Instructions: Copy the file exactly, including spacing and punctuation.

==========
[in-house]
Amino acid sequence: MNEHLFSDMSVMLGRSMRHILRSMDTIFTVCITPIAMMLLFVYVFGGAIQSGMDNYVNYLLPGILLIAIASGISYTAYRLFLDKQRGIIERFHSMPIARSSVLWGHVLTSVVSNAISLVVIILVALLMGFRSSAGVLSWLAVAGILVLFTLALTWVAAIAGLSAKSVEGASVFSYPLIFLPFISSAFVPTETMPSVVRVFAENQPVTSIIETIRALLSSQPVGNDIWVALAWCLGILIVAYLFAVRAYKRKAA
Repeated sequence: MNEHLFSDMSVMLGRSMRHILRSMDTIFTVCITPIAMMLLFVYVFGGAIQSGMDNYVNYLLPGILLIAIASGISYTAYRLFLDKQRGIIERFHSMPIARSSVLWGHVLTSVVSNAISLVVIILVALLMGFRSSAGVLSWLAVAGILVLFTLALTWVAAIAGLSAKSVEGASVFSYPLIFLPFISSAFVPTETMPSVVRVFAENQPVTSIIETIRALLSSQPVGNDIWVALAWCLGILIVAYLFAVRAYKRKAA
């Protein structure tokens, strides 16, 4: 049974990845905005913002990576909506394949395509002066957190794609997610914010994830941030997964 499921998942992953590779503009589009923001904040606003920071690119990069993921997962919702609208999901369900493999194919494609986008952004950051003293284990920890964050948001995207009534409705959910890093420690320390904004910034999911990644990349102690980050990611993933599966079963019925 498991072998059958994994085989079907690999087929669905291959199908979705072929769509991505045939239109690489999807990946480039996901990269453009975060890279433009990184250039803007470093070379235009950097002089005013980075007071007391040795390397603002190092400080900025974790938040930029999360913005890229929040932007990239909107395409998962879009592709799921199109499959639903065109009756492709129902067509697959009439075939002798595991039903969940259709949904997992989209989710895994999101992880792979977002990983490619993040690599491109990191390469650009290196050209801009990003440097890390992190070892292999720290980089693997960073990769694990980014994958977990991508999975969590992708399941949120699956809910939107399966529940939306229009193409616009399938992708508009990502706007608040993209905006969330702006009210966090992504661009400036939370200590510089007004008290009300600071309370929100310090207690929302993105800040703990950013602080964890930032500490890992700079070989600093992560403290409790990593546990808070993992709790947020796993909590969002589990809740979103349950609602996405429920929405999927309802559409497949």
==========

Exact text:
[in-house]
Amino acid sequence: MNEHLFSDMSVMLGRSMRHILRSMDTIFTVCITPIAMMLLFVYVFGGAIQSGMDNYVNYLLPGILLIAIASGISYTAYRLFLDKQRGIIERFHSMPIARSSVLWGHVLTSVVSNAISLVVIILVALLMGFRSSAGVLSWLAVAGILVLFTLALTWVAAIAGLSAKSVEGASVFSYPLIFLPFISSAFVPTETMPSVVRVFAENQPVTSIIETIRALLSSQPVGNDIWVALAWCLGILIVAYLFAVRAYKRKAA
Repeated sequence: MNEHLFSDMSVMLGRSMRHILRSMDTIFTVCITPIAMMLLFVYVFGGAIQSGMDNYVNYLLPGILLIAIASGISYTAYRLFLDKQRGIIERFHSMPIARSSVLWGHVLTSVVSNAISLVVIILVALLMGFRSSAGVLSWLAVAGILVLFTLALTWVAAIAGLSAKSVEGASVFSYPLIFLPFISSAFVPTETMPSVVRVFAENQPVTSIIETIRALLSSQPVGNDIWVALAWCLGILIVAYLFAVRAYKRKAA
């Protein structure tokens, strides 16, 4: 049974990845905005913002990576909506394949395509002066957190794609997610914010994830941030997964 499921998942992953590779503009589009923001904040606003920071690119990069993921997962919702609208999901369900493999194919494609986008952004950051003293284990920890964050948001995207009534409705959910890093420690320390904004910034999911990644990349102690980050990611993933599966079963019925 498991072998059958994994085989079907690999087929669905291959199908979705072929769509991505045939239109690489999807990946480039996901990269453009975060890279433009990184250039803007470093070379235009950097002089005013980075007071007391040795390397603002190092400080900025974790938040930029999360913005890229929040932007990239909107395409998962879009592709799921199109499959639903065109009756492709129902067509697959009439075939002798595991039903969940259709949904997992989209989710895994999101992880792979977002990983490619993040690599491109990191390469650009290196050209801009990003440097890390992190070892292999720290980089693997960073990769694990980014994958977990991508999975969590992708399941949120699956809910939107399966529940939306229009193409616009399938992708508009990502706007608040993209905006969330702006009210966090992504661009400036939370200590510089007004008290009300600071309370929100310090207690929302993105800040703990950013602080964890930032500490890992700079070989600093992560403290409790990593546990808070993992709790947020796993909590969002589990809740979103349950609602996405429920929405999927309802559409497949």